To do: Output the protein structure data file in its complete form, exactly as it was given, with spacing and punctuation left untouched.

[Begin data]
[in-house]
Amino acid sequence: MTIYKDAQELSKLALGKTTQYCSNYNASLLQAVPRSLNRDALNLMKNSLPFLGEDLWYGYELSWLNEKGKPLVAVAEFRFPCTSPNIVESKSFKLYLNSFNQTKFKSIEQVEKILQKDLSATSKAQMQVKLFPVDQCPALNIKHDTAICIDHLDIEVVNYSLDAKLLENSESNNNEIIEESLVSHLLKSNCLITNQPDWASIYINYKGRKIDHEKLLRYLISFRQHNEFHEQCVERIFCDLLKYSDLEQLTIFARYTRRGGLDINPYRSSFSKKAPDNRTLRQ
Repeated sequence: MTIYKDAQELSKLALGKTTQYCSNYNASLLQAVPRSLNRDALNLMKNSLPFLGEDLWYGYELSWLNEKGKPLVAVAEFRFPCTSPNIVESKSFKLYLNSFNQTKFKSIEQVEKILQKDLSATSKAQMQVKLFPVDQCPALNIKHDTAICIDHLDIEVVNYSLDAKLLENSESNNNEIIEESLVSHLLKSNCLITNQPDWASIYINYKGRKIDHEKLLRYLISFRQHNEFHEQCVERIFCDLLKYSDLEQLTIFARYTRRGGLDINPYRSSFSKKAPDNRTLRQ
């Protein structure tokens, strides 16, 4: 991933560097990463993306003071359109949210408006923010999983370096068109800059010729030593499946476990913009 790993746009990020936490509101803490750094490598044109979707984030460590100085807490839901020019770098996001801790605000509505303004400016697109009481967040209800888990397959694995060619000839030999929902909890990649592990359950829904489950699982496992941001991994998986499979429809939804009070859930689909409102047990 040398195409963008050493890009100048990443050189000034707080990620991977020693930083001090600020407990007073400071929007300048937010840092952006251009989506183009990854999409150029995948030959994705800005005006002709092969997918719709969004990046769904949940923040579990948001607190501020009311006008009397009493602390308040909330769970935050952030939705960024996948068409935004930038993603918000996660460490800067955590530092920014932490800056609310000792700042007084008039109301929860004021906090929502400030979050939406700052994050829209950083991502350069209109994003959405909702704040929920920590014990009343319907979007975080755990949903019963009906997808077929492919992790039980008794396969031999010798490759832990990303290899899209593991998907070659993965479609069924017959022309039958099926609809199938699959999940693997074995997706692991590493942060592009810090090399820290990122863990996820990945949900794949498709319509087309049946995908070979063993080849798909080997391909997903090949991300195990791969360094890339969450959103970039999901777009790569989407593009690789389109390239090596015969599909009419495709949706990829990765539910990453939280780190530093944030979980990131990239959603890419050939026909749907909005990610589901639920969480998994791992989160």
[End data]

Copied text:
[in-house]
Amino acid sequence: MTIYKDAQELSKLALGKTTQYCSNYNASLLQAVPRSLNRDALNLMKNSLPFLGEDLWYGYELSWLNEKGKPLVAVAEFRFPCTSPNIVESKSFKLYLNSFNQTKFKSIEQVEKILQKDLSATSKAQMQVKLFPVDQCPALNIKHDTAICIDHLDIEVVNYSLDAKLLENSESNNNEIIEESLVSHLLKSNCLITNQPDWASIYINYKGRKIDHEKLLRYLISFRQHNEFHEQCVERIFCDLLKYSDLEQLTIFARYTRRGGLDINPYRSSFSKKAPDNRTLRQ
Repeated sequence: MTIYKDAQELSKLALGKTTQYCSNYNASLLQAVPRSLNRDALNLMKNSLPFLGEDLWYGYELSWLNEKGKPLVAVAEFRFPCTSPNIVESKSFKLYLNSFNQTKFKSIEQVEKILQKDLSATSKAQMQVKLFPVDQCPALNIKHDTAICIDHLDIEVVNYSLDAKLLENSESNNNEIIEESLVSHLLKSNCLITNQPDWASIYINYKGRKIDHEKLLRYLISFRQHNEFHEQCVERIFCDLLKYSDLEQLTIFARYTRRGGLDINPYRSSFSKKAPDNRTLRQ
């Protein structure tokens, strides 16, 4: 991933560097990463993306003071359109949210408006923010999983370096068109800059010729030593499946476990913009 790993746009990020936490509101803490750094490598044109979707984030460590100085807490839901020019770098996001801790605000509505303004400016697109009481967040209800888990397959694995060619000839030999929902909890990649592990359950829904489950699982496992941001991994998986499979429809939804009070859930689909409102047990 040398195409963008050493890009100048990443050189000034707080990620991977020693930083001090600020407990007073400071929007300048937010840092952006251009989506183009990854999409150029995948030959994705800005005006002709092969997918719709969004990046769904949940923040579990948001607190501020009311006008009397009493602390308040909330769970935050952030939705960024996948068409935004930038993603918000996660460490800067955590530092920014932490800056609310000792700042007084008039109301929860004021906090929502400030979050939406700052994050829209950083991502350069209109994003959405909702704040929920920590014990009343319907979007975080755990949903019963009906997808077929492919992790039980008794396969031999010798490759832990990303290899899209593991998907070659993965479609069924017959022309039958099926609809199938699959999940693997074995997706692991590493942060592009810090090399820290990122863990996820990945949900794949498709319509087309049946995908070979063993080849798909080997391909997903090949991300195990791969360094890339969450959103970039999901777009790569989407593009690789389109390239090596015969599909009419495709949706990829990765539910990453939280780190530093944030979980990131990239959603890419050939026909749907909005990610589901639920969480998994791992989160």